Andrew Davies is one of Britain’s most successful screenwriters. He penned the adaptation of Pride and Prejudice that saw a wet-shirted Colin Firth become a global heartthrob.
Andrew has since become the man TV companies turn to when they want a classic adapted, with Bleak House, Little Dorrit and Sense and Sensibility just a few of his hits.
His numerous credits also include writing ITV’s hit Sunday night drama Mr Selfridge, the BBC’s recent Quirke and a number of big films like Bridget Jones’s Diary.
One of his earliest and most popular series House of Cards is being screened on Drama from Saturday July 12 at 7pm. Cardiff-born dad-of-two Andrew, 77, and wife Diana live in Kenilworth.
He told The Sunday Post about his love of Corsica.
“I was brought up in Wales so we used to go to Tenby or sometimes to Weston-super-Mare across the other side of the Bristol Channel. That was in the 1940s and ‘50s and there wasn’t a tremendous amount you could get up to.
“Around primary school age there were all these Second World War amphibious vehicles lying around on beaches that you could climb on. It was a period of austerity, but because we didn’t know any different we didn’t know what we were missing.
“I didn’t know food was supposed to taste nice until I was about 18. In my mid-teens there were two things I liked doing on holiday playing beach cricket and chatting up girls.
“One of my all-time favourite places is Corsica. My wife and I used to go a lot with friends and stay in the same house in a nice little place called Saint-Florent.
“The day used to be made up pretty much of going down to the little town to have a drink, bring back lunch, having it on the terrace and reading a lot of books.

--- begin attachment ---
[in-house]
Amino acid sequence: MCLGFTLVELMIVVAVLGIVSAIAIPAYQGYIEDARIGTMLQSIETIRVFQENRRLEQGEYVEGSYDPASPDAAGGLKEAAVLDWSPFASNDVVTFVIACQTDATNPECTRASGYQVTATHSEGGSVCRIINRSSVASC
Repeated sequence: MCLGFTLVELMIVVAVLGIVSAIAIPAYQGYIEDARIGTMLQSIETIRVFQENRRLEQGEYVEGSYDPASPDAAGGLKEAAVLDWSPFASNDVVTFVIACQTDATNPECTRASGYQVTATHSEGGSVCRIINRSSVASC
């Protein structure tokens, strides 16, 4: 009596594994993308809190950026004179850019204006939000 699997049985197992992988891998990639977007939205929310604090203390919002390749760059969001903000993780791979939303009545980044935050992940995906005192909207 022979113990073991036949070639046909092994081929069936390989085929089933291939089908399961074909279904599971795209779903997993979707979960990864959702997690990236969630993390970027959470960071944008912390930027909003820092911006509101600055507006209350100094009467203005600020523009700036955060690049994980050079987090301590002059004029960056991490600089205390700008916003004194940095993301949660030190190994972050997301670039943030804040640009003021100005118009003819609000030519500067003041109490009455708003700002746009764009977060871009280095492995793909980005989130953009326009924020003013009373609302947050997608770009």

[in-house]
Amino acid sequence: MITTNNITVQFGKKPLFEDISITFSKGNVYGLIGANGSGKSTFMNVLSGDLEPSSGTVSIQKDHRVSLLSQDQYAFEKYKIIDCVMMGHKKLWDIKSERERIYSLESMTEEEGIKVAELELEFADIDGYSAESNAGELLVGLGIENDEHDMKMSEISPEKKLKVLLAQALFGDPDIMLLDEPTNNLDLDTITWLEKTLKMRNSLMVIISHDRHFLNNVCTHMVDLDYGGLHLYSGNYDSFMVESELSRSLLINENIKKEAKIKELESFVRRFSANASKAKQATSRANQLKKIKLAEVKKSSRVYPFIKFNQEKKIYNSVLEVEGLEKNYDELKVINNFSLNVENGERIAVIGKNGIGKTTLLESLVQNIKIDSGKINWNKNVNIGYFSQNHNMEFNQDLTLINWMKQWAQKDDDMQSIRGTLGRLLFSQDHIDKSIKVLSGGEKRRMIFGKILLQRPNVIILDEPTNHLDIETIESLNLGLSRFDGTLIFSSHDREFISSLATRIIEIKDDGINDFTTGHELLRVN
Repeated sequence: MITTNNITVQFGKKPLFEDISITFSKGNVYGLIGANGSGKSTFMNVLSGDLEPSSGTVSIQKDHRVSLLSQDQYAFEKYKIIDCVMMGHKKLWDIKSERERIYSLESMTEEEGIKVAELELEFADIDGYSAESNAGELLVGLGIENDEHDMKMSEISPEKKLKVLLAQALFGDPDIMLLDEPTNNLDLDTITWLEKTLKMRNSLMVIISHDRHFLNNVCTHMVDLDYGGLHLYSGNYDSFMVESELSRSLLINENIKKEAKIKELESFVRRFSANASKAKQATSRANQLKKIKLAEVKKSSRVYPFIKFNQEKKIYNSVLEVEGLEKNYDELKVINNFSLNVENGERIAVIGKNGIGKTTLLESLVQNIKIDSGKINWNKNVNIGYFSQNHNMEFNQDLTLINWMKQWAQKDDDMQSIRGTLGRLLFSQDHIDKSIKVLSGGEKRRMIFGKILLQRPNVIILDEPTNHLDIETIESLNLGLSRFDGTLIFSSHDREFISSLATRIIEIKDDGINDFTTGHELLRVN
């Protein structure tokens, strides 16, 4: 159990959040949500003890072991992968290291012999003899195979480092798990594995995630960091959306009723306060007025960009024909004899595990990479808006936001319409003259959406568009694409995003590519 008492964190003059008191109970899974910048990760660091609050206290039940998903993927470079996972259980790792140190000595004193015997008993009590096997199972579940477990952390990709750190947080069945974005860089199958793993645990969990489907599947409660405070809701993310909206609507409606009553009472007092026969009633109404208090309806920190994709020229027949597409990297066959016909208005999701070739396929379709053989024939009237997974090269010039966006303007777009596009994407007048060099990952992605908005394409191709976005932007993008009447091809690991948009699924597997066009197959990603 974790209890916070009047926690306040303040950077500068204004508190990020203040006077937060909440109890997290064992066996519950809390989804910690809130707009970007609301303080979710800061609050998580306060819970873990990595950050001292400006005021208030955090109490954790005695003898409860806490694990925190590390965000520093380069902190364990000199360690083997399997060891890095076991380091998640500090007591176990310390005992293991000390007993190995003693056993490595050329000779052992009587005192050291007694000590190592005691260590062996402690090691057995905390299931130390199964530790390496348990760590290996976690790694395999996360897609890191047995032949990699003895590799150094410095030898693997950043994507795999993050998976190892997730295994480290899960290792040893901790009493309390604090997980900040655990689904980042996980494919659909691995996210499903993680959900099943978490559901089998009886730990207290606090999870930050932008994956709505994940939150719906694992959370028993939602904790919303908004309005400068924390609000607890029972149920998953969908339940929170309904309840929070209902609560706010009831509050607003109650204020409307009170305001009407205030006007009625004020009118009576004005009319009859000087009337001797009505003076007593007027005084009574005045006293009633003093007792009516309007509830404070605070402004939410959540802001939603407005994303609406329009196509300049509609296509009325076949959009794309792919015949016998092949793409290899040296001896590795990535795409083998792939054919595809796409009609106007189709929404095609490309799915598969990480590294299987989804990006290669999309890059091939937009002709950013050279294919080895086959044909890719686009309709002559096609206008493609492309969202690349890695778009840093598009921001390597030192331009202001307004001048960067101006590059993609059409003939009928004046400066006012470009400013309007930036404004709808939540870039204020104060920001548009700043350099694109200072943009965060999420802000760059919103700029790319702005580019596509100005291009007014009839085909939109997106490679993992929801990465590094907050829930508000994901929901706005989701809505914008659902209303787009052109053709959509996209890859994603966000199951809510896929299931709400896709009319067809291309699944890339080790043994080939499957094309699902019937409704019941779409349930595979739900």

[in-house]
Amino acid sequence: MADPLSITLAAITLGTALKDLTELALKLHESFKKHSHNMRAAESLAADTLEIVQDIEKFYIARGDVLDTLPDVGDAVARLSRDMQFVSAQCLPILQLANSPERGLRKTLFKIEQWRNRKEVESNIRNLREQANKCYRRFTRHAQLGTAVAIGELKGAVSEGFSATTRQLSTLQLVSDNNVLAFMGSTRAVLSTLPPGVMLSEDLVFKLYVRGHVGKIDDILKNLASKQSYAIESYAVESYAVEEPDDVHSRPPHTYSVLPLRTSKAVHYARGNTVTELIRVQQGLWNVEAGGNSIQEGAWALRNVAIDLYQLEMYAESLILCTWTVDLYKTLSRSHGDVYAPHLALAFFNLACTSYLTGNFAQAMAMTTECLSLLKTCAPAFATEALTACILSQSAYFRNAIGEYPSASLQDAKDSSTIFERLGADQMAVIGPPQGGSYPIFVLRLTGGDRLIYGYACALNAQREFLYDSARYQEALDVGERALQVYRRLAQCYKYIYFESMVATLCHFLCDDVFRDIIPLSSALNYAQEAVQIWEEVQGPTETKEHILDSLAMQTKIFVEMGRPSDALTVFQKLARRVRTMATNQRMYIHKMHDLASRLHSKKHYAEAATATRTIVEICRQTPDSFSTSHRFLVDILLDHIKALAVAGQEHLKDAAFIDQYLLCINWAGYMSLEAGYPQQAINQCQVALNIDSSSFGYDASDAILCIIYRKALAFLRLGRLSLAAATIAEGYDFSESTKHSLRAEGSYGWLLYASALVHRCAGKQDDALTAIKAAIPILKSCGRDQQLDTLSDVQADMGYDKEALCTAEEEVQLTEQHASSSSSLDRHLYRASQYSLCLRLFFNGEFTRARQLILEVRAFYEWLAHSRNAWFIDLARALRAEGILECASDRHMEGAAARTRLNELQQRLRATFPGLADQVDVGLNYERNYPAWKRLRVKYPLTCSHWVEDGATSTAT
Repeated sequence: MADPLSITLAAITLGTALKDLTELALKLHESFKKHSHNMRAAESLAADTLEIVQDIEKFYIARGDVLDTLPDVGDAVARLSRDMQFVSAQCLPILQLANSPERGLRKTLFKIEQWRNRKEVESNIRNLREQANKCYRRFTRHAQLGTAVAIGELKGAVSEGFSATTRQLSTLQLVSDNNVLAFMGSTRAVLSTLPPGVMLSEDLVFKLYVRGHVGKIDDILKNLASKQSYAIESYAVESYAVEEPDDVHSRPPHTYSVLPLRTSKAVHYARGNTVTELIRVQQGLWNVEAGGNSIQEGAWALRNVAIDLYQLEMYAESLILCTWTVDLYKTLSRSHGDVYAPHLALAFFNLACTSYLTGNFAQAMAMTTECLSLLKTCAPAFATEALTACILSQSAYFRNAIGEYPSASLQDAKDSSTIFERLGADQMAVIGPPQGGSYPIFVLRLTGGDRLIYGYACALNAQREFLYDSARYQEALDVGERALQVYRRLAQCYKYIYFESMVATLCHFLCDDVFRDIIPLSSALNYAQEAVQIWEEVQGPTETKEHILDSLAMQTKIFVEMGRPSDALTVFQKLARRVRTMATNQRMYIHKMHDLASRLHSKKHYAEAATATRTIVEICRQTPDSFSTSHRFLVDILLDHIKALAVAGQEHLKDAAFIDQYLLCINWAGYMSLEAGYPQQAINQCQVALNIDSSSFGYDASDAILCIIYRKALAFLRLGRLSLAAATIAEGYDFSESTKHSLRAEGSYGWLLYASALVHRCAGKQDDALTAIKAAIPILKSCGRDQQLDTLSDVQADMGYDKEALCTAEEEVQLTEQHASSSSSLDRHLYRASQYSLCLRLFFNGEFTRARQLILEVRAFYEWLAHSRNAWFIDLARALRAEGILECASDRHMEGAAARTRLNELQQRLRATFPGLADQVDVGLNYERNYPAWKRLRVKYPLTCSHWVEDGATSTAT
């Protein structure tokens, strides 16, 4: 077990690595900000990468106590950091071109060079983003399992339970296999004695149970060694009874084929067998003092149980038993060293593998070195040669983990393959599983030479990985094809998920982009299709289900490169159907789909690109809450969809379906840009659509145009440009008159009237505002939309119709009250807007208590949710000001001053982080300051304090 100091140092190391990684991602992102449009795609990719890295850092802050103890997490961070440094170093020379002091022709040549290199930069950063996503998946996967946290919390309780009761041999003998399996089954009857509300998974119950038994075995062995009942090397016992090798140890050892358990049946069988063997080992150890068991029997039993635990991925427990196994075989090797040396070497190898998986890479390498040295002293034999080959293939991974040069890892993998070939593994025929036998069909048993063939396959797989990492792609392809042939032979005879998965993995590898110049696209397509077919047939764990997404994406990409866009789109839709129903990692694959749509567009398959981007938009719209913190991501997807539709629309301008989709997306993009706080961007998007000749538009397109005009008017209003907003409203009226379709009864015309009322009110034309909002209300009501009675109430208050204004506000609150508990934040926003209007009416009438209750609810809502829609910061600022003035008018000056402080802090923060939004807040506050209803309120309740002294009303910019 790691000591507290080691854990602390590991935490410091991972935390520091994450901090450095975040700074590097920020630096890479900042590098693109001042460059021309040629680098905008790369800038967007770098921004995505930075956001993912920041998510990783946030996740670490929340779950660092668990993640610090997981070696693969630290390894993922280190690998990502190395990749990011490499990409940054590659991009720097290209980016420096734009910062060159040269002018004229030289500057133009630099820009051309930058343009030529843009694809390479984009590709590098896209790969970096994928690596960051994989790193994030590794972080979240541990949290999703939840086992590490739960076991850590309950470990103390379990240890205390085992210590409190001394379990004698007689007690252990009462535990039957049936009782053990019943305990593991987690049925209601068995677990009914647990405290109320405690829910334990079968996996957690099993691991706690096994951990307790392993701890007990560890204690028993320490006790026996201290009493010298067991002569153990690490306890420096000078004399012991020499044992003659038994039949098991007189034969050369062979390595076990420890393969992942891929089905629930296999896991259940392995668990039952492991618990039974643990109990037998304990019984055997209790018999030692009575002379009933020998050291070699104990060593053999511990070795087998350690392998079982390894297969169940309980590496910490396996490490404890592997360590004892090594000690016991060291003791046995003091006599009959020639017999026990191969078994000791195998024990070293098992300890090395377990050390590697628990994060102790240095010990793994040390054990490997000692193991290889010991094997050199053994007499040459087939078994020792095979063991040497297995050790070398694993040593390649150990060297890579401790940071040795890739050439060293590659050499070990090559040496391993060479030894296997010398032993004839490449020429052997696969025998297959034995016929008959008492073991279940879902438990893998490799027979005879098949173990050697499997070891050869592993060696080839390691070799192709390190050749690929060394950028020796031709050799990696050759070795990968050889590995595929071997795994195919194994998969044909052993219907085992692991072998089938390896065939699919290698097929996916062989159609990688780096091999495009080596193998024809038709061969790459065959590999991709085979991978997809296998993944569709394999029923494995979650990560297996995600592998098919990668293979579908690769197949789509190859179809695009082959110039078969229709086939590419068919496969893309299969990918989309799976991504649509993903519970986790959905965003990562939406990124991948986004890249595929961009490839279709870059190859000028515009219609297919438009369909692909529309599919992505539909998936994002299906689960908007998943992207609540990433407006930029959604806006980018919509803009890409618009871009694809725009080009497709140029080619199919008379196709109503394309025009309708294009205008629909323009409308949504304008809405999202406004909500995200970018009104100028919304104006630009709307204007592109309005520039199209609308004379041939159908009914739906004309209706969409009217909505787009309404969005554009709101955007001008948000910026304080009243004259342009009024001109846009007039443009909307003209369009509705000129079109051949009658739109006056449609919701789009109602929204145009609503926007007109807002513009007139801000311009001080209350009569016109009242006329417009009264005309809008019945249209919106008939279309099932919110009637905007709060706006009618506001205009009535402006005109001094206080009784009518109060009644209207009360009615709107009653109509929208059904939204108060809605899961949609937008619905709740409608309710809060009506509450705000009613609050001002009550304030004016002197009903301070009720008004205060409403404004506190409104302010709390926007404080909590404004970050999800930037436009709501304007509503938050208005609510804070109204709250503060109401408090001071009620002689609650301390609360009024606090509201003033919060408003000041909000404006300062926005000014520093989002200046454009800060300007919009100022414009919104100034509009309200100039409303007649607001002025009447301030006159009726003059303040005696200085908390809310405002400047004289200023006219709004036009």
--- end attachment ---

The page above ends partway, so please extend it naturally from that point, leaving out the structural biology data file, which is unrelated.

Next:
“That’s what I like now, lots of eating, drinking, reading and a bit of lazy swimming. It’s awful to admit, but I like to do about an hour-and-a-half of writing even when I’m away.
“If I don’t I get jumpy. That’s pathetic, isn’t it? I love New York but I’ve never got the hang of LA. I don’t think I ever will. It always seems a dreary place, all those low-rise, boring looking buildings and long traffic jams.
“I went on a trip once to Uruguay and that was an amazing place. All gauchos, horses and cattle and a great seaside at Punta del Este. There was very nice wine and you have to like meat. That was a terrific experience.
“I haven’t had that much luck with locations for the projects I’ve written. I think one of the best was when we were doing Vanity Fair. That was in Belgium and we were staying in Bruges and filming around there.
“It was a very pleasant experience as was Ireland. When you’re on location actors are usually very friendly people and eager to be liked. They usually like your work or they wouldn’t have taken the part.
“I remember meeting Glenda Jackson years and years ago and I was so nervous I couldn’t speak, couldn’t eat and couldn’t swallow! It was dreadful, but happily that doesn’t happen anymore.”
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